The Court of Appeal was concerned with the question as to the test to be applied by the court in those cases where the parties have agreed to arbitration but are dissatisfied with the award.
Courts had previously stated that the ability to challenge was limited to those matters in the Arbitration Act 1996, save where there had been a supervening event or mistake (see e.g. Mostyn J in J v B (Family Law Arbitration: Award)  EWHC 324 (Fam) and Munby J in S v S (Arbitral Award: Approval)  EWHC 7 (Fam)).
The Court of Appeal decided that the Family Court could refuse to make an arbitral award into an order on wider grounds than those set out in AA 1996. Lady Justice King noted that Family cases are different from civil cases. Court orders embodying the terms of commercial and civil arbitrations awards derive their authority from the arbitration agreement, and the enforcement of that agreement under the mandatory provisions of the AA 1996. The enforceable order following family arbitration ultimately derives its authority from the court and not from the arbitration agreement. The agreement to arbitrate is an agreement that a third party will determine the terms, rather than an agreement as to any particular terms.
A court can decline to make an order in the terms of an agreement negotiated by the parties where there are "good and substantial grounds for concluding that an injustice will be done by holding the parties to the terms of their agreement"; or where "it would not be fair to hold them to their agreement". It must follow that where the agreement, albeit contractual, is for a third party to decide the terms that are in dispute, the court can decline to make the order where there are good and substantial grounds for concluding that an injustice will be done if an order is made in the terms of the arbitral award.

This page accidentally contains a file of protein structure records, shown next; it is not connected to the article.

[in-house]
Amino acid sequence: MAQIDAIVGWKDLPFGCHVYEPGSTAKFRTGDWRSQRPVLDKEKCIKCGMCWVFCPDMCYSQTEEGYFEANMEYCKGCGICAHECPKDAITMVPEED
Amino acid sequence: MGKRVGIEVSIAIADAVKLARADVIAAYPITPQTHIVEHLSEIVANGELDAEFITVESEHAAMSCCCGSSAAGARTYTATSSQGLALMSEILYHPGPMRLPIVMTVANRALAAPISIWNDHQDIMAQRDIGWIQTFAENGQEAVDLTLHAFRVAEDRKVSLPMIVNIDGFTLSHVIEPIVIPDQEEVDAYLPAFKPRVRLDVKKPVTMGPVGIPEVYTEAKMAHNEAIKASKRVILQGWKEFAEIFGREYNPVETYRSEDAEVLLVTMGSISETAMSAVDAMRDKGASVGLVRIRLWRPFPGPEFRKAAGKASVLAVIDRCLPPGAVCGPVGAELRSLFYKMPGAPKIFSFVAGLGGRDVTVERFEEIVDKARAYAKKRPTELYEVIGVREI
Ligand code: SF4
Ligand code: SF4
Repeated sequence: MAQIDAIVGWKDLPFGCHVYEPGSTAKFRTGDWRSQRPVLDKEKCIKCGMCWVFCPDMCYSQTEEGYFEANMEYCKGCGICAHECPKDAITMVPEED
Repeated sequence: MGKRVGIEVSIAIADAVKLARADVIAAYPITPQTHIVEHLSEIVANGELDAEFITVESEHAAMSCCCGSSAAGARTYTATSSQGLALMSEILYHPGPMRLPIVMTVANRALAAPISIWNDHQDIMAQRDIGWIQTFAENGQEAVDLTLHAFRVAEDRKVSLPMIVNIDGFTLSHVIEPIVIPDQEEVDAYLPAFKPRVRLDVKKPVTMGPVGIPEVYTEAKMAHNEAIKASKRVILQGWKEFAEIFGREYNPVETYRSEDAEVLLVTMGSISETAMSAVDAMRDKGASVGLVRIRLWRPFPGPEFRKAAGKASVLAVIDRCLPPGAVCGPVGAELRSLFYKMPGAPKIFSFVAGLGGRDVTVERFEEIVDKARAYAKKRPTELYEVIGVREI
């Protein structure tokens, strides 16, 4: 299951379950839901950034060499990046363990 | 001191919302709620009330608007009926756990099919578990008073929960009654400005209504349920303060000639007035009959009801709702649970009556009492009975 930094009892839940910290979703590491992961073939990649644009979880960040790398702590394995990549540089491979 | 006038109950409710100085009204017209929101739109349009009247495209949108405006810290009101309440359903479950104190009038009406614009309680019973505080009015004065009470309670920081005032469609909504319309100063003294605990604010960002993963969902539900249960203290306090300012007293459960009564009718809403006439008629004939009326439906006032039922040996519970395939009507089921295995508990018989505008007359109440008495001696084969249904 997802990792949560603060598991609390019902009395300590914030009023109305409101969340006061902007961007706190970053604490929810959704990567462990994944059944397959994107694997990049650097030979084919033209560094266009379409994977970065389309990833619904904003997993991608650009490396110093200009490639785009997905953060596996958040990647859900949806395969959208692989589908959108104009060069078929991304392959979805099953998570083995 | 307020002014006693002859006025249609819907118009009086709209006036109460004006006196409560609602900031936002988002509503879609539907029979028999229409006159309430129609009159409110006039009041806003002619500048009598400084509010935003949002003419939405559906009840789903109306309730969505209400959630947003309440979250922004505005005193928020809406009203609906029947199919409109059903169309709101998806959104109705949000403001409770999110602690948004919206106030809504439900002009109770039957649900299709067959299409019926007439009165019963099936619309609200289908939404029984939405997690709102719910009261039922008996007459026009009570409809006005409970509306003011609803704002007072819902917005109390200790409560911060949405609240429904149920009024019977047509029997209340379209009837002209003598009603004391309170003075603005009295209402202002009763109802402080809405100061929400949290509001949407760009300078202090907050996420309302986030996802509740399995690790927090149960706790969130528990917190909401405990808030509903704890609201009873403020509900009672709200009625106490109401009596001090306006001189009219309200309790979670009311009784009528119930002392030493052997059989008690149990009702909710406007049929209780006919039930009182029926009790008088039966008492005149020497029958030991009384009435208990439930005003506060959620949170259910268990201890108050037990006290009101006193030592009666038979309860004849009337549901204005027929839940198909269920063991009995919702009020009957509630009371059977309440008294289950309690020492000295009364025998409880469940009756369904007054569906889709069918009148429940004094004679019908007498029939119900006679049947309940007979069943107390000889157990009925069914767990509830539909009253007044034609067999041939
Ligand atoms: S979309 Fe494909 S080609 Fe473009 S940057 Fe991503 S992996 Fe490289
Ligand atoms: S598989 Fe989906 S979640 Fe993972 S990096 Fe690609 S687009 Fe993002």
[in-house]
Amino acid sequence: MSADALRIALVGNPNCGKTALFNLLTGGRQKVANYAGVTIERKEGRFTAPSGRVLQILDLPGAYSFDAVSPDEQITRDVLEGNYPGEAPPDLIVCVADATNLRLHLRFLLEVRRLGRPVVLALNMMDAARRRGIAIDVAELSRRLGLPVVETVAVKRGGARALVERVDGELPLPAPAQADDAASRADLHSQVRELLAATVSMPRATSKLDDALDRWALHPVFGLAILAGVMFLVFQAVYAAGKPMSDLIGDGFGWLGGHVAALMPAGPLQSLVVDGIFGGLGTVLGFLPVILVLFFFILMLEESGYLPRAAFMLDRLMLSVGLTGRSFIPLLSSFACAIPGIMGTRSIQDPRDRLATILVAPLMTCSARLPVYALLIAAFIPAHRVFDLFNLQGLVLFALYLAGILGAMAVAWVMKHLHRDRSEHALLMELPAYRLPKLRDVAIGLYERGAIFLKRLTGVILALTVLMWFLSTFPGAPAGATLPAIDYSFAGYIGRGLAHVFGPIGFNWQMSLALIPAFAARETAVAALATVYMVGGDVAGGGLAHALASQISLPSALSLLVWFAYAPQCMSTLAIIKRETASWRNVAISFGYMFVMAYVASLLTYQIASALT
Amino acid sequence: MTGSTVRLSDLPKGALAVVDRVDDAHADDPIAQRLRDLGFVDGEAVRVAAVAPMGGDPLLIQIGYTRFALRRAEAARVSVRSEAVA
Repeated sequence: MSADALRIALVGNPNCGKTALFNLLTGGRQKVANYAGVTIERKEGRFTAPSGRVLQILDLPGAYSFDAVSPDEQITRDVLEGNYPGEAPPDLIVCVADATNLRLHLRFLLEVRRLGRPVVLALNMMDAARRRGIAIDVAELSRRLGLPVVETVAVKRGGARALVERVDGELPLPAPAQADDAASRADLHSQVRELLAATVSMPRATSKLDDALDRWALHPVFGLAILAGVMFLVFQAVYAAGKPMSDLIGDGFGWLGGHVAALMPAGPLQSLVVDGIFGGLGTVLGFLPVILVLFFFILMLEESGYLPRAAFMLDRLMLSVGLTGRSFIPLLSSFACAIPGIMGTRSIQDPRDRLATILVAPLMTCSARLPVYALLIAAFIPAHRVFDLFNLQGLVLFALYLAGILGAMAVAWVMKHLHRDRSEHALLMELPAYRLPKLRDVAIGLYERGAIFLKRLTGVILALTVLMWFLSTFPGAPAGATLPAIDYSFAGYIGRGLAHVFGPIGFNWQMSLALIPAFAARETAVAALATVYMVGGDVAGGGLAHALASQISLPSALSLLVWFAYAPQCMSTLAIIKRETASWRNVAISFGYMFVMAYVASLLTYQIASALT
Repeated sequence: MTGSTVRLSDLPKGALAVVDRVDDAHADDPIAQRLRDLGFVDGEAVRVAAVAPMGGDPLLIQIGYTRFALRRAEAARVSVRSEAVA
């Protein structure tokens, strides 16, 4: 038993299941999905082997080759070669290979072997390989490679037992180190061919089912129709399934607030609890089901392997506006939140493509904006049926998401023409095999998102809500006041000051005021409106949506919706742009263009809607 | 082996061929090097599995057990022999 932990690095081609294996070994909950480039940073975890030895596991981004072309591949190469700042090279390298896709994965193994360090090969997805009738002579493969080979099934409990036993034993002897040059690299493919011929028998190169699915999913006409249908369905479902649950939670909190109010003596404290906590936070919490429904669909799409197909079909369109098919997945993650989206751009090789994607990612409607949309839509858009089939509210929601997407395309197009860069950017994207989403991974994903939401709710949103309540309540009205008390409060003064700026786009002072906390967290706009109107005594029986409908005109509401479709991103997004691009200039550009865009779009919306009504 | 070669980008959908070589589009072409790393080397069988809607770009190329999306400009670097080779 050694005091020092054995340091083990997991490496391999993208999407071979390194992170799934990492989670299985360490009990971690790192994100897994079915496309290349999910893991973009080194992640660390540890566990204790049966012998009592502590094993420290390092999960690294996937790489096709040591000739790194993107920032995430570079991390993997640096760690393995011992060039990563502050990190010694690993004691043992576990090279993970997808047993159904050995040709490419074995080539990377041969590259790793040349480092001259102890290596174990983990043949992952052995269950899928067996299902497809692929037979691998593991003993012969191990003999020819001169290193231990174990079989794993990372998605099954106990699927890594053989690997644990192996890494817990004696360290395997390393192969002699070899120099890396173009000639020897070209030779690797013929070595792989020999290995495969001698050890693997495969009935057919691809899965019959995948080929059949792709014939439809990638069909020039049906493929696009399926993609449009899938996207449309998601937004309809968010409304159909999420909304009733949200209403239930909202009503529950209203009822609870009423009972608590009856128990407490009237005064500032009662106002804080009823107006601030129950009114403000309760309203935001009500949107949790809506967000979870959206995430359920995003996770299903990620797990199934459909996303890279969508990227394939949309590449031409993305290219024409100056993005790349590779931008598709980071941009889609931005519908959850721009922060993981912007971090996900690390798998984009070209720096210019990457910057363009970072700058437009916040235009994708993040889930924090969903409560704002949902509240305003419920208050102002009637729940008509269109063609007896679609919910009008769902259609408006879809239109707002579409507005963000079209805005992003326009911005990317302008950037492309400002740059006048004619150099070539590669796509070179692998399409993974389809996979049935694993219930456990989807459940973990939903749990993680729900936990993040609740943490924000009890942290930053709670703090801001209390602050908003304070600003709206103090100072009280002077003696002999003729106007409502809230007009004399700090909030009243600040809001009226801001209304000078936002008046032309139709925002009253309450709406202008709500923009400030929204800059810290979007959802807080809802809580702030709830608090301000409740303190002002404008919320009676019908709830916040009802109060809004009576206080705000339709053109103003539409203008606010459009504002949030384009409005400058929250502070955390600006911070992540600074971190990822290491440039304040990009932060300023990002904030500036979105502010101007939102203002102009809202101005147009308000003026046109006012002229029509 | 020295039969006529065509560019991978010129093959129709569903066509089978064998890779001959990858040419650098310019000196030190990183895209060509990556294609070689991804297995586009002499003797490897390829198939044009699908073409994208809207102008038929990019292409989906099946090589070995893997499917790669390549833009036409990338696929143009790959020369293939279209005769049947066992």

The logical approach by which to determine whether the court should decline to make an order in the terms of the award, is by reference to the appeal procedure and the approach found in the FPR 2010. The court should, at an initial stage, 'triage' the case with the reluctant party having to 'show cause' on paper why an order should not be made in the terms of the arbitral award. Such approach would be similar to the permission to appeal filter found at FPR rule 30(7) where the trial has taken place under the Matrimonial Causes Act 1973. If the judge is of the view that there is a real prospect of the objecting party succeeding in demonstrating that the arbitral award is wrong, then the matter can be set down for a hearing. That hearing will, as with an appeal, be confined to a review and will not be a rehearing, The court will, thereafter, only substitute its own order if the judge decides that the arbitrator's award was wrong (as per an appeal).
Kate Clark says:
"Arbitration in family cases is a form of private dispute resolution in which the parties enter into an agreement under which they appoint a qualified arbitrator to adjudicate a dispute and make an award. However, there has been a reluctance by many to engage in arbitration in financial remedy cases since the scheme was launched in 2012, on the basis that there is no appeal process should an unfair award be made.
"The decision in Haley aligns the test for a successful challenge to an award made in arbitration, with that in court proceedings. It therefore puts parties who have received an arbitral award in a similar position as parties who have received a decision from a Judge – they can challenge the decision on the basis that it was "wrong", albeit, as with an appeal, a challenge will not necessarily be easy.
"This judgment simplifies the law in relation to arbitration and it is expected that this will make arbitration significantly more attractive for parties, given the ability to deal with matters more quickly and in a more bespoke fashion. In the judgment, King LJ also anticipated an increase in parties looking to use arbitration to resolve family matters concerning financial relief on divorce or children disputes, particularly in the aftermath of the COVID-19 crisis, as the courts struggle to cope with a backlog of cases."